From the original questioner:
I would like to see how the dyes are used for shading as well as toning clear coats. I have never seen this done before and am curious as to the results that can be achieved when adding dyes to a clear lacquer.
From contributor A:
One shows how the shading stain is applied. It is done with uniform passes from the spray gun. Because there is very little dye in the shading stain, it takes several passes to achieve the color you want (while you still maintain the transparency) once you get the targeted color, then you can apply your clear coats.
The next three photos show different colors with shading stain finishes.
Toners and shading stains are used for different techniques. Toners and shading stains can be made from either dyes or pigmented colorants.
Toners are used at the beginning of the finishing process to adjust, blend, or add color to the woods. Shading stains can be used anywhere in the finishing process. A shading stain finish as you see in the photos is another technique that has its place in finishing.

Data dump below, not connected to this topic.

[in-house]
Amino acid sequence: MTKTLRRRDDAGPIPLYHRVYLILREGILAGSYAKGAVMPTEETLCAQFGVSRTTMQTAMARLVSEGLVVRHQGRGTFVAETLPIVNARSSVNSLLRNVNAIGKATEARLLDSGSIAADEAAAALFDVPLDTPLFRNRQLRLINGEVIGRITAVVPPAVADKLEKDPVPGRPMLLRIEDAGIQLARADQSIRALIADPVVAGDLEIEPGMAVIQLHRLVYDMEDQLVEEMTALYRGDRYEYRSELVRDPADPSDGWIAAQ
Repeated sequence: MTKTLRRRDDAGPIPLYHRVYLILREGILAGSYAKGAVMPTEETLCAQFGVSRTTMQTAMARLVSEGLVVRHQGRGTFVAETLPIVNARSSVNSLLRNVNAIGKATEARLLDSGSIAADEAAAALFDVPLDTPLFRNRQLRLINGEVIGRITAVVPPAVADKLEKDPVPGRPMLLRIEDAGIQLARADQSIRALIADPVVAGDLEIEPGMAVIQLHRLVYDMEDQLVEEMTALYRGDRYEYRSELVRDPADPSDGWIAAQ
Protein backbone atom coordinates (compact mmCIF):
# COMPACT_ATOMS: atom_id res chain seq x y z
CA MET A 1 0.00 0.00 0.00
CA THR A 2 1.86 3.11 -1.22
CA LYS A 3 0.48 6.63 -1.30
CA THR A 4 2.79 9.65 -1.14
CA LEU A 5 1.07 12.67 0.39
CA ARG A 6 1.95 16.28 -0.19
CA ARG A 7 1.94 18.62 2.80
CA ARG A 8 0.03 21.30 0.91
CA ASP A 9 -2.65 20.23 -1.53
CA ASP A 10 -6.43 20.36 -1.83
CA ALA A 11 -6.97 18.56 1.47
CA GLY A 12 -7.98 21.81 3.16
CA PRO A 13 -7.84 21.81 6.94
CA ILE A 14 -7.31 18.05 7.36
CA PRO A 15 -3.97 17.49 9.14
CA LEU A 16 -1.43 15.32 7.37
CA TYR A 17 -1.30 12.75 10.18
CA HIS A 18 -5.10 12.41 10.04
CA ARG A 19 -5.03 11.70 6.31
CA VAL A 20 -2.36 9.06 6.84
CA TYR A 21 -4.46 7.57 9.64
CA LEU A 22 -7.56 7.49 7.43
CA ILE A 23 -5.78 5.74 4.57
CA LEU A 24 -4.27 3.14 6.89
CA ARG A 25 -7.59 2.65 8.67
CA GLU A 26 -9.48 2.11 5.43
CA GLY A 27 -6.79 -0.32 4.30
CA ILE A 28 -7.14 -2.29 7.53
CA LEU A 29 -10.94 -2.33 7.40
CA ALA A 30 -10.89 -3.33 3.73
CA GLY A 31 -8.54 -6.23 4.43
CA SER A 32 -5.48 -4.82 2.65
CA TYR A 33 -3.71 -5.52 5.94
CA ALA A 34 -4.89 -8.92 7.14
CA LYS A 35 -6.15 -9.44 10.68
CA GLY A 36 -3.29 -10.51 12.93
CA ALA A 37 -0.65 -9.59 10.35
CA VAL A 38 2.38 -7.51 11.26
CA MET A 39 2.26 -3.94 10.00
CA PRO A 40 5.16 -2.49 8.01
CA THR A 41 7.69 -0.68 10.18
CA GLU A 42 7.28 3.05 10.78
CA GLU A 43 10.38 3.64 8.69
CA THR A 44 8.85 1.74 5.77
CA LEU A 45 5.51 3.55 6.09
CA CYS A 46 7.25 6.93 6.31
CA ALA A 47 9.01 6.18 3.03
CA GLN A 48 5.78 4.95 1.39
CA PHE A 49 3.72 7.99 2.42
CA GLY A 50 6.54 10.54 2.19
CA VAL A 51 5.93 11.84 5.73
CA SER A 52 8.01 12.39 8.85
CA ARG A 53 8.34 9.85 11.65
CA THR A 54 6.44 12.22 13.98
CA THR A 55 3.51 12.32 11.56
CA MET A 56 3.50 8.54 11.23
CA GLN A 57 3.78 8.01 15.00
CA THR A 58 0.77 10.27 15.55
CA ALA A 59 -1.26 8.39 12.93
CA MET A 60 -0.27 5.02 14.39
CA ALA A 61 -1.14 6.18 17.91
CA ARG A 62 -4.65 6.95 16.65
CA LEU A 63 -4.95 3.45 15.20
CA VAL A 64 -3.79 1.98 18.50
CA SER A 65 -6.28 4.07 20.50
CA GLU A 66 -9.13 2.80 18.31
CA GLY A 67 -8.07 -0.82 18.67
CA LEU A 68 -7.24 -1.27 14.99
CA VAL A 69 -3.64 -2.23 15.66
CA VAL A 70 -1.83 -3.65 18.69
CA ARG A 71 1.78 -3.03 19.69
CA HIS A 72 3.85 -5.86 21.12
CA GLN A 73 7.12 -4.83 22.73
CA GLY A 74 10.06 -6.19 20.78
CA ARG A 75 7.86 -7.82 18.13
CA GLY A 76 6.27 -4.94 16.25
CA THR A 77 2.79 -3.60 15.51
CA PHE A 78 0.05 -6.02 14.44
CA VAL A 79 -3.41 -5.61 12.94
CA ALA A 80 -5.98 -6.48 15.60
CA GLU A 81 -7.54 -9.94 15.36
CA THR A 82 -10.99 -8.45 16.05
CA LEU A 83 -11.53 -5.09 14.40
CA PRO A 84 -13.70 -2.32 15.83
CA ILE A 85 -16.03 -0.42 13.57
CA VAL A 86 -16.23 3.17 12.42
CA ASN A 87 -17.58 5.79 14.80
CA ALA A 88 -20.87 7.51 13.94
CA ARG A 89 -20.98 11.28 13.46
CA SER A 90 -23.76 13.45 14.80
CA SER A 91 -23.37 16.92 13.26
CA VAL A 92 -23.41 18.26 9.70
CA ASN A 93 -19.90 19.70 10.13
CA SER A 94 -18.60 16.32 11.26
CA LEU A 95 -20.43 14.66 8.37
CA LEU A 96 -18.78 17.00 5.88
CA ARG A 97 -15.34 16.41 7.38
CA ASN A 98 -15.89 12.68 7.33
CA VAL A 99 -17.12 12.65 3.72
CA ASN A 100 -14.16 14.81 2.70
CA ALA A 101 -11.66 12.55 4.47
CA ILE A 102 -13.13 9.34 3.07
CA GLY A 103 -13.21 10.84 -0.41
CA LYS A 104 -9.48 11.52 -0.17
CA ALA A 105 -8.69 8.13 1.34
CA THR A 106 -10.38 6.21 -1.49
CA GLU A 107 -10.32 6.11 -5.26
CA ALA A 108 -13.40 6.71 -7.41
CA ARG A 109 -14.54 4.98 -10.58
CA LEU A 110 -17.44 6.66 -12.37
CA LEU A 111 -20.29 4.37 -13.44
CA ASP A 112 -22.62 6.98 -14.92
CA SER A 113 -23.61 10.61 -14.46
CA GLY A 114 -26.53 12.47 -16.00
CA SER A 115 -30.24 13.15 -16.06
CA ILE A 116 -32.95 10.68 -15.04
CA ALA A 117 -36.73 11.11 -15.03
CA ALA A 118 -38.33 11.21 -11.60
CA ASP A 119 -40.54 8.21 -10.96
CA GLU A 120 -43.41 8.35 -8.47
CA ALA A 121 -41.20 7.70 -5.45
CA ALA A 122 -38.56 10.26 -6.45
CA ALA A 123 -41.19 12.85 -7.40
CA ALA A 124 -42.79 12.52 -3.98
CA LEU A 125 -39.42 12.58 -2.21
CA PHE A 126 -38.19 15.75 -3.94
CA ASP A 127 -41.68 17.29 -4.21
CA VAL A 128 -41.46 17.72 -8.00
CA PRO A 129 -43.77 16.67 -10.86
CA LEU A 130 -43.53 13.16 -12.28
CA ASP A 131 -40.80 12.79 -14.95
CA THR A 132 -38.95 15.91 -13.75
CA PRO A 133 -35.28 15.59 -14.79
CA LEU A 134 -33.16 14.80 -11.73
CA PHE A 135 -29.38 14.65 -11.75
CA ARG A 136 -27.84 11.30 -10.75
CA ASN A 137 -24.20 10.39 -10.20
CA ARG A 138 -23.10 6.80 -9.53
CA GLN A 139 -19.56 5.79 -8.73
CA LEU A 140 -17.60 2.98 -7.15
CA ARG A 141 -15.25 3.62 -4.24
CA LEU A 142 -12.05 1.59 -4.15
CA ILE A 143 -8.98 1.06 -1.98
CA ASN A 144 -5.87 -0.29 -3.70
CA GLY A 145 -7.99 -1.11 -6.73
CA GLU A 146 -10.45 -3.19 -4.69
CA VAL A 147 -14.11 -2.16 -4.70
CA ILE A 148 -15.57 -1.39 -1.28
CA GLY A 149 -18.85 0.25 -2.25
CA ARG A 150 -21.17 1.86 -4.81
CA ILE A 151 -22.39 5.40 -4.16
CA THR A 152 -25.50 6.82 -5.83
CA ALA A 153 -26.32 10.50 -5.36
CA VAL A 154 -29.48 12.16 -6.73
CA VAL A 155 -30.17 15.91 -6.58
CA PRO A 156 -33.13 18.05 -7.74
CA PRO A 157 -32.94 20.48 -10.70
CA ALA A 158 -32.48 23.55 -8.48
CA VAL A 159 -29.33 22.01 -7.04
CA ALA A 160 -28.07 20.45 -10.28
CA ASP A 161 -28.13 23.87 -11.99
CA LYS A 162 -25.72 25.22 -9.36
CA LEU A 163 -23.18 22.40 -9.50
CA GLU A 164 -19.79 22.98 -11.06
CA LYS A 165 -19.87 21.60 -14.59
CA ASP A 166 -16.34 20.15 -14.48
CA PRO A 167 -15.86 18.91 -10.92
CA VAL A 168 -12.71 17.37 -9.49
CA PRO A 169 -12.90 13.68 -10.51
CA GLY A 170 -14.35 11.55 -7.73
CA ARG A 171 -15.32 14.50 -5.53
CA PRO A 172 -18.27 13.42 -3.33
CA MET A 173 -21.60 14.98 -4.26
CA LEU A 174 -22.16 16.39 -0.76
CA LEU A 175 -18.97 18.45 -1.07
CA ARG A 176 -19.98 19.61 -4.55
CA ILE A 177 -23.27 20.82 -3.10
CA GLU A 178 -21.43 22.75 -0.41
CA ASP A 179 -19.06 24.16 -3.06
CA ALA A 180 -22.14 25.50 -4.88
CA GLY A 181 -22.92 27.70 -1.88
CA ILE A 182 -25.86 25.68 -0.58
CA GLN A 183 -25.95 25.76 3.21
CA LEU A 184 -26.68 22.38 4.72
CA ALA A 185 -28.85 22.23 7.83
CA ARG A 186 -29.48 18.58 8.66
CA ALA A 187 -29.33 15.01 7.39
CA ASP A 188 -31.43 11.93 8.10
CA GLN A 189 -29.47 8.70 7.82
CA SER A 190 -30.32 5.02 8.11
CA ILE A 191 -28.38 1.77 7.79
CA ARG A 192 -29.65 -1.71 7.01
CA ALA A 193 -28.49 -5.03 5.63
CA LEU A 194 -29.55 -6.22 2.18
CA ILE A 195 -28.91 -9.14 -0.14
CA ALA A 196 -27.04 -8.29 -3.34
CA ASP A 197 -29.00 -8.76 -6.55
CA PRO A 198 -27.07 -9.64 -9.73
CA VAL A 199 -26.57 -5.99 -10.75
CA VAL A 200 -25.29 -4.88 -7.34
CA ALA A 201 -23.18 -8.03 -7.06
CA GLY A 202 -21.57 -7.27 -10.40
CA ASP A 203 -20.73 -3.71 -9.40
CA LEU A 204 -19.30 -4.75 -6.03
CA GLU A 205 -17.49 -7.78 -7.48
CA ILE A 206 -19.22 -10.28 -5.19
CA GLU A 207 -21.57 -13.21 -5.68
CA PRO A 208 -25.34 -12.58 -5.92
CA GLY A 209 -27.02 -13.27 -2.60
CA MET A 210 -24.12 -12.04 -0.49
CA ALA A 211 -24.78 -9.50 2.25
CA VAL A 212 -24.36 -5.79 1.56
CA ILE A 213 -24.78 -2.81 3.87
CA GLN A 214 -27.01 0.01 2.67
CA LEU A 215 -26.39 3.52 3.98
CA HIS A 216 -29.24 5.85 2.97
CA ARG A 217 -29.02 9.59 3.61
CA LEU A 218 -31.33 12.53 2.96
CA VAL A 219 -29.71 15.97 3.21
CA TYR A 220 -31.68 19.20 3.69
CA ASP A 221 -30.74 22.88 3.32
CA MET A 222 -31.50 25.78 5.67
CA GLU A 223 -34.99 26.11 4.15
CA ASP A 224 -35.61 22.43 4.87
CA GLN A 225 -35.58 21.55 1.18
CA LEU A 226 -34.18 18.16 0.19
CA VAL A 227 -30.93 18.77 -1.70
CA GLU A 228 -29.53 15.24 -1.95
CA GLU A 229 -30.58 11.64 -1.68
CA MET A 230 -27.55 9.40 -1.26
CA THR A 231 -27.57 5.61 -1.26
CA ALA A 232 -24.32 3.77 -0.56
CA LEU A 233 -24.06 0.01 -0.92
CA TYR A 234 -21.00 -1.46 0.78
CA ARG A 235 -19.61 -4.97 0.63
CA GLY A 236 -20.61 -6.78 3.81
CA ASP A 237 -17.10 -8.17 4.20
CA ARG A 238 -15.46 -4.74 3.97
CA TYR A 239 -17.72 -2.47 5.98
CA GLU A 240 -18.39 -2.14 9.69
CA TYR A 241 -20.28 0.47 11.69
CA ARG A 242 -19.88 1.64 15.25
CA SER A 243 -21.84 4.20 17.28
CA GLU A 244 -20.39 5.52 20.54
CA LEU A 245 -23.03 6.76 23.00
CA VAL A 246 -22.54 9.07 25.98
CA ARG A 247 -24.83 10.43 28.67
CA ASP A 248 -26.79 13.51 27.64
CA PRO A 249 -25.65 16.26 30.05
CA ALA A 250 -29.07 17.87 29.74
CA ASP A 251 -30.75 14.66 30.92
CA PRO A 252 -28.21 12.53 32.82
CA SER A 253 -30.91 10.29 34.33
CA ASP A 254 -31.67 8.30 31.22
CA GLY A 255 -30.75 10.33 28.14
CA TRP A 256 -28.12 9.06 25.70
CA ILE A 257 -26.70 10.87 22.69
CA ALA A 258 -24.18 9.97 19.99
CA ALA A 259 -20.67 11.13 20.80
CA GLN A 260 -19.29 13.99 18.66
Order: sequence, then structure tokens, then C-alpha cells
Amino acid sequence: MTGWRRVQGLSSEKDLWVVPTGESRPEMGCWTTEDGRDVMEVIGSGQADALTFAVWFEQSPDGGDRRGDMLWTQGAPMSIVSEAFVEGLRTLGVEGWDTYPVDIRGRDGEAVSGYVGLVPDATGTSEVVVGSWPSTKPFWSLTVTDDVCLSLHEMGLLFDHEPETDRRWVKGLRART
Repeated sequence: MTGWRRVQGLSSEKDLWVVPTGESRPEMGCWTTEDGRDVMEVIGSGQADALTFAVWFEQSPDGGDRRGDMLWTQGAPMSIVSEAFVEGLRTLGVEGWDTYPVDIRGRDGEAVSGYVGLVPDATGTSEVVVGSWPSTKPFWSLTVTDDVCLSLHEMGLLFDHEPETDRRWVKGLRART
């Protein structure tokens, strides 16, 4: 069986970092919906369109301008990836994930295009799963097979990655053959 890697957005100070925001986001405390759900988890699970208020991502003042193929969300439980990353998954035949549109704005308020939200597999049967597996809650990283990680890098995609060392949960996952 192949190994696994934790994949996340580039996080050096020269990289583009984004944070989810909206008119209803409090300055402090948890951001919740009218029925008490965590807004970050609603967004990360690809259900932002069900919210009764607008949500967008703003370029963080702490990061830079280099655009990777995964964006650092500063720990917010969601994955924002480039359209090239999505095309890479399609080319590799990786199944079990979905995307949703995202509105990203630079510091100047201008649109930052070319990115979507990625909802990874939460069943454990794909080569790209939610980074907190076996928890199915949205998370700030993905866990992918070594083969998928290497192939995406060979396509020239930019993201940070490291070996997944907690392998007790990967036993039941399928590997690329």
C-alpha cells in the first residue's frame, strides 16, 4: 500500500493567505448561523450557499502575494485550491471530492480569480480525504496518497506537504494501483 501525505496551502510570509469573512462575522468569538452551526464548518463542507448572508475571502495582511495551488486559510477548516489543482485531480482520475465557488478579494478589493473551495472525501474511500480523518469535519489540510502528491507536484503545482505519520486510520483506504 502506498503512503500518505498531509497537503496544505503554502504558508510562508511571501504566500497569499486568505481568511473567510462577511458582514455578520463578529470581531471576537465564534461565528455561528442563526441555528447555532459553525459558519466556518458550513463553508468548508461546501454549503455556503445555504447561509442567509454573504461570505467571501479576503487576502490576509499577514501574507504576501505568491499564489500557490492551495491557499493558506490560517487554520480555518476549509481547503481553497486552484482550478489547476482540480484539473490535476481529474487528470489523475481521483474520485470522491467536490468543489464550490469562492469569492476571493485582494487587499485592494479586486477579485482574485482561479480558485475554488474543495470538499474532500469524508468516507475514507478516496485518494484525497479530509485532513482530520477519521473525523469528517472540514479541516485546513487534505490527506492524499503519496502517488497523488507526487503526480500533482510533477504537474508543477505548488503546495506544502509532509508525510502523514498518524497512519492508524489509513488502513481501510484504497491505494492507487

Comment from contributor B:
Can you explain the photos, please? The picture says seal coat then shows the dye. Is the wood sealed then dyed over?
Comment from contributor A:
I prefer applying a couple of seal coats before I start the shading stain process. I find I don't get blotching doing it this way.
Some finishers will stop once they achieve a uniform color with the shading stain. I prefer to apply a few more clear coats over the shading stain.
As I always say, you need to make up some samples to get the feel of the technique. It will take some practice.
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